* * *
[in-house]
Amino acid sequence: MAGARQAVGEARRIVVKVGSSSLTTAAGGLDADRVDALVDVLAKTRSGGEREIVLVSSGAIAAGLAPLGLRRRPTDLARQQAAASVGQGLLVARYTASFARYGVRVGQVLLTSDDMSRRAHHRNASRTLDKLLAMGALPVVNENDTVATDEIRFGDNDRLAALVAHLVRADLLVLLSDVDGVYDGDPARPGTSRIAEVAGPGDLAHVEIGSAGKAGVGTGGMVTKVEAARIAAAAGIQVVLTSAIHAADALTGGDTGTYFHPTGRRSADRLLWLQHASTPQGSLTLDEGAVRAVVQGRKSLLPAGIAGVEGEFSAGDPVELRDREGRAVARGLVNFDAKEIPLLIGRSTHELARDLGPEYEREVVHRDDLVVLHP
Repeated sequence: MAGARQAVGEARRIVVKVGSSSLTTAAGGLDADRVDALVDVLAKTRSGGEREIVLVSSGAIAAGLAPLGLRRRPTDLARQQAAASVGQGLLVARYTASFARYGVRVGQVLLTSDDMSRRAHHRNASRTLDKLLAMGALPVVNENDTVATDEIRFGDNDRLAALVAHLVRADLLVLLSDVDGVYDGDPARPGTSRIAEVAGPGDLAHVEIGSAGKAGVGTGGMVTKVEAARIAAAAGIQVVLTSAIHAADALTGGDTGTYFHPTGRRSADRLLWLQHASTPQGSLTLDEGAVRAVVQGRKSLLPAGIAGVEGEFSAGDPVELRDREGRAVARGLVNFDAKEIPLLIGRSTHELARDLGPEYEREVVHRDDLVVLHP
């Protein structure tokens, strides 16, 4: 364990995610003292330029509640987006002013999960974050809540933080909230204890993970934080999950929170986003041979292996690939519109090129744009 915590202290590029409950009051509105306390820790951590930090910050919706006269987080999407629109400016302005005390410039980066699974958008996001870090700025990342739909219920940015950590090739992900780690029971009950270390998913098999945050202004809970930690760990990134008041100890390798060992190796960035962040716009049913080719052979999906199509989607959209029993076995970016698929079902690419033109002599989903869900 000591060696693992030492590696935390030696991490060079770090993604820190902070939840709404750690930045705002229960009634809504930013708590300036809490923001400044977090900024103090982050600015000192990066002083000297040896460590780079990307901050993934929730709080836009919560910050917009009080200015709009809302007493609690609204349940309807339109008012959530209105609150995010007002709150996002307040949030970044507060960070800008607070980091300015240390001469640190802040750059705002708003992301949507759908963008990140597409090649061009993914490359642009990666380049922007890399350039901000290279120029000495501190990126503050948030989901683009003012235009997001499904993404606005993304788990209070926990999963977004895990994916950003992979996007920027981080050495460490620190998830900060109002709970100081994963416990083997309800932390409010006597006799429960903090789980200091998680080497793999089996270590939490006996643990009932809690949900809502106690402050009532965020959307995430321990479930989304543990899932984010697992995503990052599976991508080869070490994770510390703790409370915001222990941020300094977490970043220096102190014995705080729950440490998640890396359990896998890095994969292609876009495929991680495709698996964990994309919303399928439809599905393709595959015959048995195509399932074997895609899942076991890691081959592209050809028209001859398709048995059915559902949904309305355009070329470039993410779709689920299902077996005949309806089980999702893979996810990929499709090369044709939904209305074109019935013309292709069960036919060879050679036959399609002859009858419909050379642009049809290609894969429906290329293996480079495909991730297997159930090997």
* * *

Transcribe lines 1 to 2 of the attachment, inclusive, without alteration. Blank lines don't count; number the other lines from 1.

[in-house]
Amino acid sequence: MAGARQAVGEARRIVVKVGSSSLTTAAGGLDADRVDALVDVLAKTRSGGEREIVLVSSGAIAAGLAPLGLRRRPTDLARQQAAASVGQGLLVARYTASFARYGVRVGQVLLTSDDMSRRAHHRNASRTLDKLLAMGALPVVNENDTVATDEIRFGDNDRLAALVAHLVRADLLVLLSDVDGVYDGDPARPGTSRIAEVAGPGDLAHVEIGSAGKAGVGTGGMVTKVEAARIAAAAGIQVVLTSAIHAADALTGGDTGTYFHPTGRRSADRLLWLQHASTPQGSLTLDEGAVRAVVQGRKSLLPAGIAGVEGEFSAGDPVELRDREGRAVARGLVNFDAKEIPLLIGRSTHELARDLGPEYEREVVHRDDLVVLHP